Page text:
Venezuelan brothers make most of time at OTC

Venezuelan brothers make most of time at OTC

Friday, March 30, 2012

Media Contact

College Director of Communications
417.447.2655 publicinfo@otc.edu
Steve Koehler
Coordinator of Media Relations (417) 447-2666 koehlers@otc.edu

For two brothers from Venezuela, their first stop on the road toward an American education has brought them to Ozarks Technical Community College.

Thanks to mutual friends from Bolivar, whom they met in Venezuela, Amado (left in photo) and Ronald Antonini are finishing their first year at OTC after coming to the Ozarks in 2011.

Ronald, named in honor of President Reagan, was the first to come to the Ozarks. He arrived in January 2011 and stayed in Bolivar until his brother Amado came in July. The brothers now share an apartment in Springfield and attend several classes together at the OTC Springfield campus.

Since they were both homeschooled in Venezuela, they had to obtain their GED at OTC and now are in the OTC Honors program.

“It’s cool here but it’s hard, too. I have to write a lot and I’m not a good writer, even in Spanish,” said 19-year-old Ronald.

Both brothers have their eyes on earning some kind of engineering degrees. Ronald is interested in computer engineering.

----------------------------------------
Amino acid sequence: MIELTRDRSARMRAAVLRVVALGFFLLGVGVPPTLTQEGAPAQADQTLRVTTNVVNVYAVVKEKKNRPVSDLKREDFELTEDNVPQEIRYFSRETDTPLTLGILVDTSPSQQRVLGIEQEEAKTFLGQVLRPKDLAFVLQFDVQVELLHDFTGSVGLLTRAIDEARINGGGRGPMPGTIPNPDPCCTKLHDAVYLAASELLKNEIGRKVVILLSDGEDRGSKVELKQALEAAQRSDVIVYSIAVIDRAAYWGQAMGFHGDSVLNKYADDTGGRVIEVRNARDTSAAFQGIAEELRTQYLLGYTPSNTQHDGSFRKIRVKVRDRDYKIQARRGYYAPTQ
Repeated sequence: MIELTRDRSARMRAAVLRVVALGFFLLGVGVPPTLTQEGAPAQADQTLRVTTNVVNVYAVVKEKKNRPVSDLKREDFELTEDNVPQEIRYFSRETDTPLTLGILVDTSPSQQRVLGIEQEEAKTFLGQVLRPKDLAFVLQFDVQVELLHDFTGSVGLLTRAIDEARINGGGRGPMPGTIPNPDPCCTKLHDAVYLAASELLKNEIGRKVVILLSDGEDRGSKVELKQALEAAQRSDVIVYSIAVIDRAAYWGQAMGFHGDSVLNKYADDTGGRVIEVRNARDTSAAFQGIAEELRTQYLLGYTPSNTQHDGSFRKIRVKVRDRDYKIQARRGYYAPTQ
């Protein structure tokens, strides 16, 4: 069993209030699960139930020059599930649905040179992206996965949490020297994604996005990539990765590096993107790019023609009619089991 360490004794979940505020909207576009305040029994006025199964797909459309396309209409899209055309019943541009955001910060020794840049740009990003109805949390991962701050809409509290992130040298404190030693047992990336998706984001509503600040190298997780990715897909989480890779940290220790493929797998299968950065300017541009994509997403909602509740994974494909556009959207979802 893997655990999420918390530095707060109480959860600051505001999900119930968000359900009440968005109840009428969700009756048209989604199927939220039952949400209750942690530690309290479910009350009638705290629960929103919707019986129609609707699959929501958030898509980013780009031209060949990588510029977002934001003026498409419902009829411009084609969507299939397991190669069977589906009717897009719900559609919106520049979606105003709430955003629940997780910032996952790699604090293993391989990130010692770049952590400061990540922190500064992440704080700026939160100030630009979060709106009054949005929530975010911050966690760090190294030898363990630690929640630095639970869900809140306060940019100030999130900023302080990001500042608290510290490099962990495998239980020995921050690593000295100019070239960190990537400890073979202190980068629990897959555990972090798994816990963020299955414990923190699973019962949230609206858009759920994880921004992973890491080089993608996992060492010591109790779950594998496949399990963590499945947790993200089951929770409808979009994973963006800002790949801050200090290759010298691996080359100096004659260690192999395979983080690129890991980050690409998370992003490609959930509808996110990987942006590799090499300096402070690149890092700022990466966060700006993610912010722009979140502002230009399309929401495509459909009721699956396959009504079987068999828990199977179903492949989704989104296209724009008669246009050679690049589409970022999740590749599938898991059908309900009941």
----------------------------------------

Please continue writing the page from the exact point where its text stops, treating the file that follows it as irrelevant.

“If I get a scholarship, I can go to another school after graduating from OTC,” Ronald said.

Amado, 20, said OTC is his first exposure to a public education system and he likes what he has seen.

“It’s impressed me very much. What I like is that every time I need something, there’s someone there to help me. I want to get the best grades I can,” he said.

The brothers share a few classes together but don’t sit together in class.

“We rent an apartment together,” Ronald said with a laugh.

The brothers rarely went to a city in Venezuela. In Springfield, they don’t venture out a lot, either. They don’t eat fast food. Almost everything they eat they cook themselves since nearly everything they ate back home was produced on their farm.

The Honors program is going to a conference in Kansas City this week and for the first time, the brothers have to consider travel costs, specifically, gasoline prices.

In Venezuela, the price of gas is not even a consideration.

“Gas is cheaper than water there,” Ronald said. “You can fill your can for less than a half-dollar. The price here is way too much.”

Steve Koehler is coordinator of media relations at Ozarks Technical Community College.